This study was conducted in conjunction with Siemens Medical Solutions and funded in part by Astellas Pharma Inc.

For more information: www.snmmi.org

Related Content

Philips, FDA 510k clearance, Expression MR400, MRI patient monitor
Technology | Patient Monitors| February 11, 2016
Royal Philips announced U.S. Food and Drug Administration (FDA) 510(k) clearance for the Expression MR400, a new...
Allegheny General Hospital, MRI, patients with implantable cardiac devices, safety and effectiveness
News | EP Lab| February 01, 2016
The findings of a major study led by cardiovascular imaging specialists at Allegheny General Hospital (AGH) suggest...
critical limb ischemia, amputations, MRI-based mapping, CLI, British Heart Foundation
News | Peripheral Arterial Disease (PAD)| January 28, 2016
A new imaging technique could reduce the need for amputation in patients with critical limb ischemia (CLI), according...
UltraSPECT, 450th U.S. installation, Firelands Regional Medical Center, nuclear medicine, radiation safety
News | Nuclear Imaging| January 27, 2016
UltraSPECT Inc. has marked the 450th U.S. installation of its low-dose image processing technology for nuclear medicine...
Siemens, Biograph Horizon PET CT, FDA clearance
Technology | PET-CT| January 21, 2016
Siemens Healthcare has received 510(k) clearance from the U.S. Food and Drug Administration (FDA) for the Biograph...
Siemens, Magnetom Amira MRI scanner, FDA clearance
Technology | Magnetic Resonance Imaging (MRI)| January 21, 2016
Siemens Healthcare announced that the U.S. Food and Drug Administration (FDA) has cleared the Magnetom Amira 1.5 Tesla...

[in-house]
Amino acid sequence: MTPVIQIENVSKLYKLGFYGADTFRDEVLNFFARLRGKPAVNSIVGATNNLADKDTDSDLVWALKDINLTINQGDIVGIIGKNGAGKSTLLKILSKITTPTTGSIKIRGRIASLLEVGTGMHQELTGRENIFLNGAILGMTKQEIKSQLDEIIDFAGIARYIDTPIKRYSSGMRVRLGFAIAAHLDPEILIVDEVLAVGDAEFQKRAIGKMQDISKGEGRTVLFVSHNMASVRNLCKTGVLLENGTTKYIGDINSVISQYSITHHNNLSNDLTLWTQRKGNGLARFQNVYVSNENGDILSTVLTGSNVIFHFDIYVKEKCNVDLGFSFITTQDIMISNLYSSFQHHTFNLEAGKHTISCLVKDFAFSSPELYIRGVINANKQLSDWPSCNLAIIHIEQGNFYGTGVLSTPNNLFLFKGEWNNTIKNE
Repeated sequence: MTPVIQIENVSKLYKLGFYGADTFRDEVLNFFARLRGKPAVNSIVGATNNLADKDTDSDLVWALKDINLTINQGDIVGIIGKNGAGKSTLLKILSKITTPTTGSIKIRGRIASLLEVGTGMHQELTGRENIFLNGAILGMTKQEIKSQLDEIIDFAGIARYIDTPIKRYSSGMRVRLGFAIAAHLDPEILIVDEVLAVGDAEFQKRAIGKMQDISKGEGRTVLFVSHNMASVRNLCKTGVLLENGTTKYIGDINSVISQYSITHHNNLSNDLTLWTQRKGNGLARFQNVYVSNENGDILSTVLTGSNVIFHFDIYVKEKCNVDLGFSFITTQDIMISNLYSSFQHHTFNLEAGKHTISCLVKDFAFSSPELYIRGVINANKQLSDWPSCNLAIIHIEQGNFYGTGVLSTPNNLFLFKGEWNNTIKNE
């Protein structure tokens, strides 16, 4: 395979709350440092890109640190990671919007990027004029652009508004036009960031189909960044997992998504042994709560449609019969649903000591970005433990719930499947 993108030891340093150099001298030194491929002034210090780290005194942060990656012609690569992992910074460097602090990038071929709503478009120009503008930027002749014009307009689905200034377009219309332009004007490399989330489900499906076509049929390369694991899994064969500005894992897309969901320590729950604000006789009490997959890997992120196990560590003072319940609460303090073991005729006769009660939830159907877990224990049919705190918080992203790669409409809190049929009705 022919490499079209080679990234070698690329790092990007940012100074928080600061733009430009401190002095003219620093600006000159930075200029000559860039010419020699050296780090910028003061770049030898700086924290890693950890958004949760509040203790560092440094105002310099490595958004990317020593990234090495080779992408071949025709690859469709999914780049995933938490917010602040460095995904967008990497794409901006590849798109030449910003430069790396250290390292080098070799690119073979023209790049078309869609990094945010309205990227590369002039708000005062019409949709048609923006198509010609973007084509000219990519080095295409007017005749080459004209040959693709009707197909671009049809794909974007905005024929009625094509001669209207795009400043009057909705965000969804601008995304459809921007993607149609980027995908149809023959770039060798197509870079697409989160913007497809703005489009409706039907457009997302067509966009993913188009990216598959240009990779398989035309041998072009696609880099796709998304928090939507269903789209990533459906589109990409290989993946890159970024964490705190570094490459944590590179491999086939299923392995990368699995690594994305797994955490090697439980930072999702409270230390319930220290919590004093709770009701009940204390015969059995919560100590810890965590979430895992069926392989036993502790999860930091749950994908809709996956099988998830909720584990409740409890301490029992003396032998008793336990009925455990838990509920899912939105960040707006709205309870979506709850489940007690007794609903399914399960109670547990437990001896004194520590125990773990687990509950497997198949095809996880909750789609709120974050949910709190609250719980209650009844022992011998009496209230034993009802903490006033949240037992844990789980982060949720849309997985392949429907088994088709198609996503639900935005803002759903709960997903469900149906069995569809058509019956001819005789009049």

MRI sensitivity, metamaterials, ITMO University, Advanced Materials

Artist's view of a biological object placed on a metasurface resonator. Image courtesy of Advanced Materials.

News | Magnetic Resonance Imaging (MRI)| January 20, 2016
A group of researchers from Russia, Australia and the Netherlands have developed a technology that can reduce magnetic...
Cath lab radiation dose reduaction, doseaware, raysafe

The Philips DoseAware Xtend system is an advanced version of the Unfors RaySafe system, combining real time radiation detection badges and a live video screen showing each person in the cath lab in a different color. The system reports their real-time exposure rate and cumulative dose since the start of a procedure. It shows changes in dose exposure the closer a person gets to the C-arm.

Feature | Cardiac Imaging| January 12, 2016 | Dave Fornell
Each year radiology vendors use the Radiological Society of North America (RSNA) meeting as a springboard to unveil t
recurrent stroke risk, low blood flow, vertebrobasilar region, NOVA, UIC
News | Stroke| December 23, 2015
Patients who have had a stroke in the back of the brain are at greater risk of having another within two years if blood...
Overlay Init